A. Anyone can use open source technology. Take, for instance, ad-tech which is utilised to attract users. That, in itself, will generate revenue. Selection of the right open source solutions, focus on compatibility and integration, implementation of right security measures, and robust update processes need to be ingrained into business to leverage the power of open source and generate revenue. Today I can provide a differentiated value proposition to business through open source software integration.

Q. What should businesses engaging with open source prioritise – profitability or open innovation?

A. The primary focus should always be customer satisfaction, which inherently leads to financial success, regardless of the technology used. For finding the right player, open innovation opportunities are a must. Customers often appear content but are inherently dissatisfied and crave for more value. It is of paramount importance to leverage open innovation opportunities to provide richer customer experiences.

Q. How can a company effectively manage innovation, brand positioning, market presence, and technology stack within their overall workflow and architecture?

A. Today, to make businesses successful and drive differentiated value propositions, experimentation is critical. Open source technology plays an important role in providing opportunities for experimentation, democratising the process, and making it more iterative and pervasive. The rapid evolution of technology, especially in the cloud and open source domain, has accelerated experimentation.

Architectures are designed with cost optimisation in mind, reflecting customers’ changing priorities. The contemporary customer introduces four dimensions of cost in the context of providing cost optimisation services. The first dimension revolves around measurement, billing, and accounting. The second focuses on sales and exploring avenues for cost optimisation. The third dimension is centred on planning, involving forecasting and future-oriented design. Creating a culture and framework for cost-optimised operating models constitutes the fourth dimension. All these things are feasible and more streamlined due to the widespread adoption of open source technologies, which seamlessly connect with industry trends.

Q. How do companies gauge what open source libraries to utilise?

A. This is a critical question, and as mentioned earlier, certain aspects need attention quicker than specific products. Regarding credibility and usage, consider a scenario where I employ a pre-existing model from a third-party foundation as part of my services. If that model doesn’t align with my compliance requirements, it must be customised to meet those specific business needs. While open source technology is valuable, it’s essential to recognise that it may not always perfectly fit my compliance and customer service requirements. Therefore, a nuanced approach is necessary to address the dynamic aspects that come to life in this context.

Q. Who assumes responsibility for maintaining the updates from the third-party open source library, software usage, and regular updates?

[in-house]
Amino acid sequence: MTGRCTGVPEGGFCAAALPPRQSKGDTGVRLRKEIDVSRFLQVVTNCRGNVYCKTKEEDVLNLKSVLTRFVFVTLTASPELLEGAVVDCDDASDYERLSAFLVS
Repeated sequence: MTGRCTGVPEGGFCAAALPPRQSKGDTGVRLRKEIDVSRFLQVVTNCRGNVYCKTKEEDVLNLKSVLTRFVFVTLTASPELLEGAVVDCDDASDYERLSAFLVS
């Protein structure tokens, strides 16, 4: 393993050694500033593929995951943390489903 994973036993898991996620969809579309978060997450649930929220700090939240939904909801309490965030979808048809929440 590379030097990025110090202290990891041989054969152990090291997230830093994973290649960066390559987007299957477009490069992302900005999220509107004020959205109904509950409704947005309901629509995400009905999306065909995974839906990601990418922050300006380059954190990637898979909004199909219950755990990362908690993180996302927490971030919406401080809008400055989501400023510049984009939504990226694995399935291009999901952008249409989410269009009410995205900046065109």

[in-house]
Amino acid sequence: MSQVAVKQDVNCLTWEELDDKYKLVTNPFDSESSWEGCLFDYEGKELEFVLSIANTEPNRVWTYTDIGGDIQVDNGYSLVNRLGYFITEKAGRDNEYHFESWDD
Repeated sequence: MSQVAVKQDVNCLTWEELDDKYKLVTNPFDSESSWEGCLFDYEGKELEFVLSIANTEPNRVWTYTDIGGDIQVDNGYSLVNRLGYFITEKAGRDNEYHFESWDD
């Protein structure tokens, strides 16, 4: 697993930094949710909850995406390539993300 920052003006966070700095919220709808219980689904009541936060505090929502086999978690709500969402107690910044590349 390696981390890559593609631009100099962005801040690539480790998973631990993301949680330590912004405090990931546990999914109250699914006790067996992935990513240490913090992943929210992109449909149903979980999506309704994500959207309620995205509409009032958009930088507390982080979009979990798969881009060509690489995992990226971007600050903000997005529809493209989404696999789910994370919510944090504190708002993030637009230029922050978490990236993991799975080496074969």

A. Navigating through the organisational vision due to the internal management of open source libraries demands establishing appropriate policies and procedures. As you rightly pointed out, determining who manages the updates is the challenge. We must implement an education mechanism and specific policies to ensure that the tools used align seamlessly with the organisation’s project goals. Without the right guidance, policies, and procedures, there’s potential for trouble. Drawing the line in this context is crucial, and this is where partnerships play a pivotal role. Open source service providers, like the community village, offer valuable assistance, aiding organisations in carefully delivering and integrating updates. While this might be somewhat complex, the best defence today lies in having well-defined policies and procedures within the organisation and forming a structured process.

Q. What strategies can be employed to select licences for open source systems to maintain openness while preventing misuse or exploitation?

A. There are a lot of rules around licensing technology. There is no one-size-fits-all licensing strategy in the open source world. There are two main types of open source licences – permissive and copyleft. The latter specifies how the open source software can be used, modified and distributed. I’ve also seen open source code generation tools using line-of-code-based licensing models. Yet, challenges arise when code analysis breaks down or when making the tools available to users on their platform of choice. There are also flexible licensing models where options like user-level or usage-based pricing strategy are followed catering to users’ varying needs, whether they’re part of a large enterprise or individuals working from a local coffee shop. There’s no universal answer for licensing, but there is a definite need to formulate strategies that can be standardised across the community.

Q. How does AWS leverage open source AI/ML solutions?

A. AWS is a proven leader in AI/ML solutions and can help solve real world business problems in any industry. Organisations can innovate with confidence by building on 20+ years of experience at Amazon. AWS AI/ML solutions increase productivity of data scientists multi-fold, who can now focus their efforts on improving customer experiences, optimising business processes and accelerating innovation. In short, it helps them create impactful solutions faster. You can use ready-made, purpose-built AI services, or your own models with AWS ML services. This can be used to create more intelligent contact centres, detect fraud and personalise user experiences, and much more. We unlock the potential of GenAI by offering the most performant infrastructure for it with the flexibility to build your own foundation models, and by making GenAI powered applications available on AWS cloud.